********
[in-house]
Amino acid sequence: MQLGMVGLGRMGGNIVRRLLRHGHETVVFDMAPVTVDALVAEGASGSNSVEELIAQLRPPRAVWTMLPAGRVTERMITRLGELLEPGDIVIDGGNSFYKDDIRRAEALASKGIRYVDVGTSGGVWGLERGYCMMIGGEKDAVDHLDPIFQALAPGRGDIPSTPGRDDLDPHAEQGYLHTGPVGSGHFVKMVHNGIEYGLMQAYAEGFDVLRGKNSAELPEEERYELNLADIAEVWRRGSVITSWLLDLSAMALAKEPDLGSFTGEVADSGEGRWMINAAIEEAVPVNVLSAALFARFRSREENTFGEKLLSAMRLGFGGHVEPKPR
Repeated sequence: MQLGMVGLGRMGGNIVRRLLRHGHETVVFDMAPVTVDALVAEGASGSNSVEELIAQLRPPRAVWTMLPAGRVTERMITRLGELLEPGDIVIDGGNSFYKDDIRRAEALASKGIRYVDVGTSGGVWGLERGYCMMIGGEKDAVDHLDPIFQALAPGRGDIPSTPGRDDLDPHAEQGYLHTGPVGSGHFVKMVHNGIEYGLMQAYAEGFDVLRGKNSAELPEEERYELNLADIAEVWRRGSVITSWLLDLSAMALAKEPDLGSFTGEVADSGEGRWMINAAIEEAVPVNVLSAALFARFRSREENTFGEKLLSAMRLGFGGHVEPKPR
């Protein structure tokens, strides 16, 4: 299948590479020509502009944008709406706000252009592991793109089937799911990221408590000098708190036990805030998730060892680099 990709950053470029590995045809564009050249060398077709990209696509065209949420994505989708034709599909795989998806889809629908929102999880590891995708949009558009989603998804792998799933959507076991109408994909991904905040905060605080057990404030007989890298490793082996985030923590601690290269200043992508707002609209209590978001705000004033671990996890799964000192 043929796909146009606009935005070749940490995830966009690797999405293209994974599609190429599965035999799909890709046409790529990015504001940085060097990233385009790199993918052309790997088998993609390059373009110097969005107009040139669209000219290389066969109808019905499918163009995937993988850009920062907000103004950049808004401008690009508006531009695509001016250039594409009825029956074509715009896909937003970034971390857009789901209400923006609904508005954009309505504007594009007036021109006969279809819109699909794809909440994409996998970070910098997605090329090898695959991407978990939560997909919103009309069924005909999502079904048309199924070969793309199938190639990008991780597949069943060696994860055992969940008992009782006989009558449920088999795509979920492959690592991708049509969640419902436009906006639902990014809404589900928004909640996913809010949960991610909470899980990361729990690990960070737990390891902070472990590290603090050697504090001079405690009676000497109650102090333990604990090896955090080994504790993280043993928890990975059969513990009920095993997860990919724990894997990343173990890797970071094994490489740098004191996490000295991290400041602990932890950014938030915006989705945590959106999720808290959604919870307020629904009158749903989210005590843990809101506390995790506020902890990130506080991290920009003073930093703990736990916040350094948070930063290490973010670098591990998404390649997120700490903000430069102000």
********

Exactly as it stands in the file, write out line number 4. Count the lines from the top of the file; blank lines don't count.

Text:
């Protein structure tokens, strides 16, 4: 299948590479020509502009944008709406706000252009592991793109089937799911990221408590000098708190036990805030998730060892680099 990709950053470029590995045809564009050249060398077709990209696509065209949420994505989708034709599909795989998806889809629908929102999880590891995708949009558009989603998804792998799933959507076991109408994909991904905040905060605080057990404030007989890298490793082996985030923590601690290269200043992508707002609209209590978001705000004033671990996890799964000192 043929796909146009606009935005070749940490995830966009690797999405293209994974599609190429599965035999799909890709046409790529990015504001940085060097990233385009790199993918052309790997088998993609390059373009110097969005107009040139669209000219290389066969109808019905499918163009995937993988850009920062907000103004950049808004401008690009508006531009695509001016250039594409009825029956074509715009896909937003970034971390857009789901209400923006609904508005954009309505504007594009007036021109006969279809819109699909794809909440994409996998970070910098997605090329090898695959991407978990939560997909919103009309069924005909999502079904048309199924070969793309199938190639990008991780597949069943060696994860055992969940008992009782006989009558449920088999795509979920492959690592991708049509969640419902436009906006639902990014809404589900928004909640996913809010949960991610909470899980990361729990690990960070737990390891902070472990590290603090050697504090001079405690009676000497109650102090333990604990090896955090080994504790993280043993928890990975059969513990009920095993997860990919724990894997990343173990890797970071094994490489740098004191996490000295991290400041602990932890950014938030915006989705945590959106999720808290959604919870307020629904009158749903989210005590843990809101506390995790506020902890990130506080991290920009003073930093703990736990916040350094948070930063290490973010670098591990998404390649997120700490903000430069102000």